Evaluation within the education system is a set of processes that can be divided into two main categories. On the one hand, there are numerous evaluations of different aspects of the system, carried out by different actors and following different procedures and periods. On the other hand, there is an annual evaluation of the system using relatively stable indicators, involving a more limited number of actors. The organic law on finance laws (LOLF), in force since 1 January 2006 (inaugurated in 2001) has a higher value than the ordinary law. It aims to modernise State management; it makes the budgetary procedure revolve around two principles: on the one hand, a logic of public management performance, and on the other hand, transparency of budgetary information likely to institute a close control by Parliament. It has encouraged the development of an evaluation culture within the French education system. Finally, the Conseil de l'évaluation de l'École (CEE - School evaluation council) was created in 2019 to independently evaluate the organisation and results of school education and to ensure the consistency of national and international evaluations.
Within schools, evaluation in France is carried out by the General Inspectorate of Education, Sport and Research (IGÉSR), academic authorities and school heads, who must also carry out self-evaluations and draw up a report on the actions implemented in their school. Each school is subject to a compulsory double contractualisation (school project and contract of objectives) which is the subject of an annual progress report sent to the academic authorities. In addition, there are indicators and tools to assist in the diagnosis, steering, evaluation and monitoring of schools, drawn up by the Ministry of Education, in particular by the DEPP and DGESCO directorates and by the School Evaluation Council.
In school education, teachers are subject to an evaluation of their practice at the end of the professionalization period (i.e. first year of work after passing the competitive examination) and during their career. Since 2017-2018, the evaluation is based on four career interviews throughout the teachers' professional life and on regular counselling visits. The new system links evaluation to career development and progression on the salary scale. Indeed, the career meeting is a moment of exchange that allows for an assessment of the professional value and needs of teachers as well as determining the right moment to move to a higher professional level.
The assessment of pupils' achievements is central to the operation, management and evaluation of the French education system and its various levels (national territory, academies, departments, districts, schools). To this end, many forms of assessment coexist according to the objectives assigned to them. Continuous assessment, which is both formative and summative, follows pupils throughout their school career. It enables teachers to measure the progress of learning and, if necessary, to set up remedial measures for pupils experiencing difficulties. The national assessments leading to a diploma attest to the acquisition of a level of knowledge and skills that will enable pupils to move on to the next level of education or to enter working life. Finally, standardised national assessments, whether exhaustive or based on a sample, developed by the DEPP contribute to the local management of schools and establishments, but also to the assessment of the education system as a whole.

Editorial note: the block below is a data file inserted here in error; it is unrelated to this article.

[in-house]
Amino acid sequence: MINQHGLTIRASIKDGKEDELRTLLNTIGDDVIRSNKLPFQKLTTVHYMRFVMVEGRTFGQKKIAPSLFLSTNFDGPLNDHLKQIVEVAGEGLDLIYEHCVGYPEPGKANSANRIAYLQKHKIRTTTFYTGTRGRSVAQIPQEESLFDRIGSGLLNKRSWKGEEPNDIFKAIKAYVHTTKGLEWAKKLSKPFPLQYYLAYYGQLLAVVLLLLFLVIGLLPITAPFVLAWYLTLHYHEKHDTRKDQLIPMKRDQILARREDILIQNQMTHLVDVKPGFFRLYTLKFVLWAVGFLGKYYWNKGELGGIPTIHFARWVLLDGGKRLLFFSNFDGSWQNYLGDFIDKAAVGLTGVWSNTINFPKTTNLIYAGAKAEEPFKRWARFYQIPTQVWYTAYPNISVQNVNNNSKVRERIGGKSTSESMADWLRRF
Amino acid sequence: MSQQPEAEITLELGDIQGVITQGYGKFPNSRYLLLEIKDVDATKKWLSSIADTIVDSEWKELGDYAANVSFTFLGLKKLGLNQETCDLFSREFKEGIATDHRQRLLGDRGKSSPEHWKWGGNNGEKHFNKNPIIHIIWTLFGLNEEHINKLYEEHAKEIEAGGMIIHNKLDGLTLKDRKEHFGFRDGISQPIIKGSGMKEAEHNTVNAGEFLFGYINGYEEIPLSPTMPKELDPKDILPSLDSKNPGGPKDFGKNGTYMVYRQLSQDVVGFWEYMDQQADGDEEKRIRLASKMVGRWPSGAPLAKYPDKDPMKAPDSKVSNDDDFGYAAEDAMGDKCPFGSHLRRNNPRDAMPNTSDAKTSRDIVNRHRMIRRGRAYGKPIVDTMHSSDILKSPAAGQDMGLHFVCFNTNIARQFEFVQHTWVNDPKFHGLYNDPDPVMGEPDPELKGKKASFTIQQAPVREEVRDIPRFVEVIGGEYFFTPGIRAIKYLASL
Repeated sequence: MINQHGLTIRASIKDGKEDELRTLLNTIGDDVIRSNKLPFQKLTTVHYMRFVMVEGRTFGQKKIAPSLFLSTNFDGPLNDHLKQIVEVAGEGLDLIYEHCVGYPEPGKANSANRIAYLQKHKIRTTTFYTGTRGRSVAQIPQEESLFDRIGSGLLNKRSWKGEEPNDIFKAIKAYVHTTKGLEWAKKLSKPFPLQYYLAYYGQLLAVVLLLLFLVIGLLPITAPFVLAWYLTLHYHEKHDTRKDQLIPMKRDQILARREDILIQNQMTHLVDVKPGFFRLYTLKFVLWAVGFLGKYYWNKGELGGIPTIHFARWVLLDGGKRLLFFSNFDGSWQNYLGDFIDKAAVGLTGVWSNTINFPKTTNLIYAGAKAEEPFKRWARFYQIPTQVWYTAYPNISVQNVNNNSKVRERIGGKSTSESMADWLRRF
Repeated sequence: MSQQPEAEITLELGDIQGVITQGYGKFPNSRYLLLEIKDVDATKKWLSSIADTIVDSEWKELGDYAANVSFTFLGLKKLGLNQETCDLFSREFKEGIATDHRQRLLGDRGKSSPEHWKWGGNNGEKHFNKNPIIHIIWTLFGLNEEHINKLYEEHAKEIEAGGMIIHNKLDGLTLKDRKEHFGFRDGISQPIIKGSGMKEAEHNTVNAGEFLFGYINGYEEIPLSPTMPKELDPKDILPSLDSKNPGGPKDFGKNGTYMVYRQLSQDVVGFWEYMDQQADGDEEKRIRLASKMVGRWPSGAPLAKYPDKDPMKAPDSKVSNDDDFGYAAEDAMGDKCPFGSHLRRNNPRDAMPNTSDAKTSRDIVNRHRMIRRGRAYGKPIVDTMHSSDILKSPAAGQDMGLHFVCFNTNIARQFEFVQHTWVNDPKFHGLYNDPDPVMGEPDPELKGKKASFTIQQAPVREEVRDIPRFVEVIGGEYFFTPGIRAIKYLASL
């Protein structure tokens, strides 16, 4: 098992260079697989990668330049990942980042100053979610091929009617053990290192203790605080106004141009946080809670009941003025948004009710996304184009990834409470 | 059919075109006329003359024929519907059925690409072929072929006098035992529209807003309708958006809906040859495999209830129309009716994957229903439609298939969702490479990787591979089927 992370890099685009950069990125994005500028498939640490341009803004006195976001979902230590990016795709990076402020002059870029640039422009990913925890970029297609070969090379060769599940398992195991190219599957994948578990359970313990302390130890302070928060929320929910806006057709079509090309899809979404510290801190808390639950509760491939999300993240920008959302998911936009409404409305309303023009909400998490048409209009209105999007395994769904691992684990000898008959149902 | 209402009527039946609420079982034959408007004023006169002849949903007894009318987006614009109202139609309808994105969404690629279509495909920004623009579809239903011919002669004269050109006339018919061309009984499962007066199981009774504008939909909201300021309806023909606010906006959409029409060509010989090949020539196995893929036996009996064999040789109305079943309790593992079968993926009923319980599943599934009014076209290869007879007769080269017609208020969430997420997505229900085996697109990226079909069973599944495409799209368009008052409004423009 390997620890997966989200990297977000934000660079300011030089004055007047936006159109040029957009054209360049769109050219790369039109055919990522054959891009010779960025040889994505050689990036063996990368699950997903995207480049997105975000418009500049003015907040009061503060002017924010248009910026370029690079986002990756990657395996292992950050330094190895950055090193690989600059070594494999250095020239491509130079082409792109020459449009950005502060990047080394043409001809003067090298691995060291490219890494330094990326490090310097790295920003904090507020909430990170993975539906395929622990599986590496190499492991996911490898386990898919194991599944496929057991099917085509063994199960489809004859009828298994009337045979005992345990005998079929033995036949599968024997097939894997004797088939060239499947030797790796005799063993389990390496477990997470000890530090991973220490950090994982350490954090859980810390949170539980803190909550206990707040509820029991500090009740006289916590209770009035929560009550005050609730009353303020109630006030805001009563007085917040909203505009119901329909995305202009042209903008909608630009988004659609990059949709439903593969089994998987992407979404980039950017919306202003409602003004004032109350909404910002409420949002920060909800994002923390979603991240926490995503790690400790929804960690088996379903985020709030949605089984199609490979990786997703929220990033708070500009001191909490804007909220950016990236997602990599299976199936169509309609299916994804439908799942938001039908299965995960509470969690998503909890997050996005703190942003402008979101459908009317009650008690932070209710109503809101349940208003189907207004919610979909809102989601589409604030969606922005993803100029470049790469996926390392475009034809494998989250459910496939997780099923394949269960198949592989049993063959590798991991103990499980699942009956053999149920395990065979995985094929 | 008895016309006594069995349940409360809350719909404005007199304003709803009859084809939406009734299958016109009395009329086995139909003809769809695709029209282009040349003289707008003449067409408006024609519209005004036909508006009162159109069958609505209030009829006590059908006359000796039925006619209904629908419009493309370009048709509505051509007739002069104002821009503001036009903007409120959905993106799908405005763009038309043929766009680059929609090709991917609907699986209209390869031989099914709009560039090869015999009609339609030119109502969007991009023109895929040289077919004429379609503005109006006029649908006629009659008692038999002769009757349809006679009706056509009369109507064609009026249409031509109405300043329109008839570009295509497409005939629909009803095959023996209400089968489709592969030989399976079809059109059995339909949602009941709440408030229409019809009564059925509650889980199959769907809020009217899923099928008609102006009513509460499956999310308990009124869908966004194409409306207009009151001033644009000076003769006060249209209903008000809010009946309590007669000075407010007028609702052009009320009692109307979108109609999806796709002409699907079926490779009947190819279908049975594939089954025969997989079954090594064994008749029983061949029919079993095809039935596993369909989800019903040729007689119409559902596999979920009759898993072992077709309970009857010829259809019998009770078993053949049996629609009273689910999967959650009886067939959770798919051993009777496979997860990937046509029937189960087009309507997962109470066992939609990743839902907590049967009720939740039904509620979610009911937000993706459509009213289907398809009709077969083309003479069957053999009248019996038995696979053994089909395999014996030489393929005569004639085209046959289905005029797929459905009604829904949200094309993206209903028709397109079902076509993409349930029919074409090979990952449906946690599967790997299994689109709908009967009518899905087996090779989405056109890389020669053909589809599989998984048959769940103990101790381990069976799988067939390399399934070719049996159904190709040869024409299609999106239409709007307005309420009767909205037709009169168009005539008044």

In addition, the DEPP contributes to the steering of the education system by producing or supporting work aimed at evaluating educational policies or experiments. Its work aims to report on the effects of reforms or experimental schemes and to provide evidence to clarify their implementation and relevance. Other bodies contribute to the evaluation of educational policies and experiments, such as the Fonds d'Expérimentation pour la Jeunesse (FEJ).
At the level of higher education, the main evaluation body is the High Council for the Evaluation of Research and Higher Education (Hcéres). This is an independent French administrative authority responsible for the evaluation of all higher education and research structures and for validating evaluation procedures carried out by other bodies. Through its analyses, evaluations and recommendations, it accompanies, advises and supports the process of improving the quality of higher education and research in France. As a member of the European Network of Quality Assurance Agencies (ENQA), the Hcéres is also involved in the construction of the European Higher Education Area, linked to the Bologna Process. This process has led to the establishment of a number of mechanisms, in particular the development in each Member State of national quality assurance systems (evaluation, accreditation, audit) based on European standards (ESG).
Finally, as far as adult education is concerned, the Ministry of Education has designed the EDUFORM quality label for vocational training, including the Greta (continuing education organisations under the supervision of the Ministry). After a national labeling audit and the opinion of the national labeling commission, an institution obtains this quality label for a period of 3 years. The aim of the label is to guarantee the quality of the services offered and implemented within the national education network throughout the country. The IGÉSR, for its part, publishes reports on the situation of continuing education in France.